Harrington Repeats as British Open Champion
The sentimental favorite entering into the final round on Sunday was the veteran Greg Norman, who was attempting to be the oldest player to take home the Claret Jug at the age of 53. It was a wonderful storyline but Padraig Harrington had other ideas and instead became just the 5th player in the last 50 years to repeat as British Open champion. Two great stories, however only one could come out victorious on Sunday and Harrington showed he had the stuff of champions as he played the last nine holes at 4-under par.
Greg Norman finished tied for third with Henrik Stenson, which was a very respectable finish but likely disappointing for the Shark after closing with a 7-over par round of 77. Norman’s previous highest round of the Open was 72 on Saturday. The Shark was quoted saying, “I know it was a good week. Can I walk away feeling down? Of course, I can. But can I walk away feeling pretty good? Yeah, I can do that as well.”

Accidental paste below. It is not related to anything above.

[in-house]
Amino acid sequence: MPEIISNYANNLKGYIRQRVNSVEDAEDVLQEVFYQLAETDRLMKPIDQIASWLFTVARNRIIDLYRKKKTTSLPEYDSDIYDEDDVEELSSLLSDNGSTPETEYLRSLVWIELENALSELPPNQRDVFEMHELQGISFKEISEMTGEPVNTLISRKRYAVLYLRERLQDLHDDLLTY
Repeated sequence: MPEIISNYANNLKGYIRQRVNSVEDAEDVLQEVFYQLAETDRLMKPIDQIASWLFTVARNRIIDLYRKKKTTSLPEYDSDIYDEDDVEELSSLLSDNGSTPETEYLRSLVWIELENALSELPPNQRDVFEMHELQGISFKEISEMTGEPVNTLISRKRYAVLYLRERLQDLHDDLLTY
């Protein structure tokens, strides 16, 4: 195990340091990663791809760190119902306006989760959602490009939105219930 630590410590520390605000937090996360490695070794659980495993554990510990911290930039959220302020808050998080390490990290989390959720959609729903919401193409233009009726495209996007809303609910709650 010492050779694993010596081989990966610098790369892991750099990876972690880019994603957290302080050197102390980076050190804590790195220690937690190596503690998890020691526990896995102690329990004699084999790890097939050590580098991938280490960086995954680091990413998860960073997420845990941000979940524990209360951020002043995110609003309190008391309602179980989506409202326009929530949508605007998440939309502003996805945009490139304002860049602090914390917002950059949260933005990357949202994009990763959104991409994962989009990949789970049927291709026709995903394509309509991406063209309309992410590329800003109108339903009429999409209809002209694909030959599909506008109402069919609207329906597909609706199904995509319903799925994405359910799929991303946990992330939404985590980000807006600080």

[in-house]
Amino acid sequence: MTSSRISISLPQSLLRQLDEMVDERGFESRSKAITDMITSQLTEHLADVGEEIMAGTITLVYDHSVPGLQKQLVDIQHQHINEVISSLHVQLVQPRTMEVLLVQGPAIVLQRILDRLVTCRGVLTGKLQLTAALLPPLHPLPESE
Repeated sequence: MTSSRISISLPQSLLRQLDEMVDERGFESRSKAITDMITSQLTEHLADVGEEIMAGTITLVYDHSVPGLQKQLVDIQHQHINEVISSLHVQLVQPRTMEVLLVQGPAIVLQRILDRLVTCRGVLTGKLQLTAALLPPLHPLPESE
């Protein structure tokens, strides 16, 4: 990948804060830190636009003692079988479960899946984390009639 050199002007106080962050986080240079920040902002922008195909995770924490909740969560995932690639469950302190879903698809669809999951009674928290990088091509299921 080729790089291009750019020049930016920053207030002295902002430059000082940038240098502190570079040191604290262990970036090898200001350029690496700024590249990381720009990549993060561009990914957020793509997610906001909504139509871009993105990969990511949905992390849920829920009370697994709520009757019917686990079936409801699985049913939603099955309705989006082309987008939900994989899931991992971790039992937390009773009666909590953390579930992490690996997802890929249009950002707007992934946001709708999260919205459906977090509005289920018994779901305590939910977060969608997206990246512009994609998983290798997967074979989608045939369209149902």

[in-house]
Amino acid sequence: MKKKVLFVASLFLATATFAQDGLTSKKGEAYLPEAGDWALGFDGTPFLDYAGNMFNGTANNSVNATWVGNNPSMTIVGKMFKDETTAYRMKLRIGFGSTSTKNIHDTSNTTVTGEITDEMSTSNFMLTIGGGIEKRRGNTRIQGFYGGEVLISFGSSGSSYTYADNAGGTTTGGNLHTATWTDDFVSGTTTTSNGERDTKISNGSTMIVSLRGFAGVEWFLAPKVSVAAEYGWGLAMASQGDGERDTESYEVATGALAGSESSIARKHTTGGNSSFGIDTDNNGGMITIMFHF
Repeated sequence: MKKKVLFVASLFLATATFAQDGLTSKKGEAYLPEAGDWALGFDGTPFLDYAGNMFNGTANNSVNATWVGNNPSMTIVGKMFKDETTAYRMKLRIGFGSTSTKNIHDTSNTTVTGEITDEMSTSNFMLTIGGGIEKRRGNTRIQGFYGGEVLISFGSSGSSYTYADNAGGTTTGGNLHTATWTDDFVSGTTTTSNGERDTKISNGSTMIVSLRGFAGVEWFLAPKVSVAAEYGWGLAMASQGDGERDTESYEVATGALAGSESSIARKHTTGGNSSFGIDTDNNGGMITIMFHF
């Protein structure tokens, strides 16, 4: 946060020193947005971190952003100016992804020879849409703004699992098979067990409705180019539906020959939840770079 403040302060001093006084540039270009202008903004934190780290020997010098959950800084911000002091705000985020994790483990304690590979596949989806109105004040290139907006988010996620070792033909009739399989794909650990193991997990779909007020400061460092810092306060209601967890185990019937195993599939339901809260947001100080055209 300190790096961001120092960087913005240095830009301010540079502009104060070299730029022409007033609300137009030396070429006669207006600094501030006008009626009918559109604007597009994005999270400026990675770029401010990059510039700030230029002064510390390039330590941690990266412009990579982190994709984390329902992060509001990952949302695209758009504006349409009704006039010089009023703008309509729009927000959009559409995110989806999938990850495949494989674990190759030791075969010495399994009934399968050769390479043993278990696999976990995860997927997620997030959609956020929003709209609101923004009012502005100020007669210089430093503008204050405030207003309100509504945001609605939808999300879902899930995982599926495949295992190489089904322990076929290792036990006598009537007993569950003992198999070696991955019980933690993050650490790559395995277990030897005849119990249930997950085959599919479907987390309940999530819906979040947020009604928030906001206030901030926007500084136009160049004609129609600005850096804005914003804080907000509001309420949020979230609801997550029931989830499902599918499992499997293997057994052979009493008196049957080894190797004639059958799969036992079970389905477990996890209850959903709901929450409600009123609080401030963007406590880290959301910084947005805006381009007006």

The repeat win by Harrington puts him in a very select group of legendary golfers, such as Woods, Tom Watson, Lee Trevino and Arnold Palmer. Over the course of four rounds Harrington proved consistency is key to taking home the Claret Jug with rounds of 74, 68, 72, and 69. His 283 total gave him a four shot victory over Ian Poulter and allowed Harrington to thoroughly enjoy walking up to the 18th green with very little pressure. Most impressive was Harrington’s approach shots on both 17 and 18 coming home Sunday as he attacked both flags and landed close on both occasions. He dropped his putt on 17 for eagle, his second on 17 during the Open, and narrowly missed his putt on 18 to close with a par.
PGA Irish Region Secretary Michael McCumiskey stated, “he really is a golfer extraordinaire. This second Open win is great for Irish golf. Even people in Ireland who don’t play golf can relate to Padraig Harrington. He is something special.”
It was a great week for golf and the PGA can sleep soundly that even without Tiger, a major tournament can be a wonderful success and full of great moments. (sources: irishtimes.com, tsn.ca)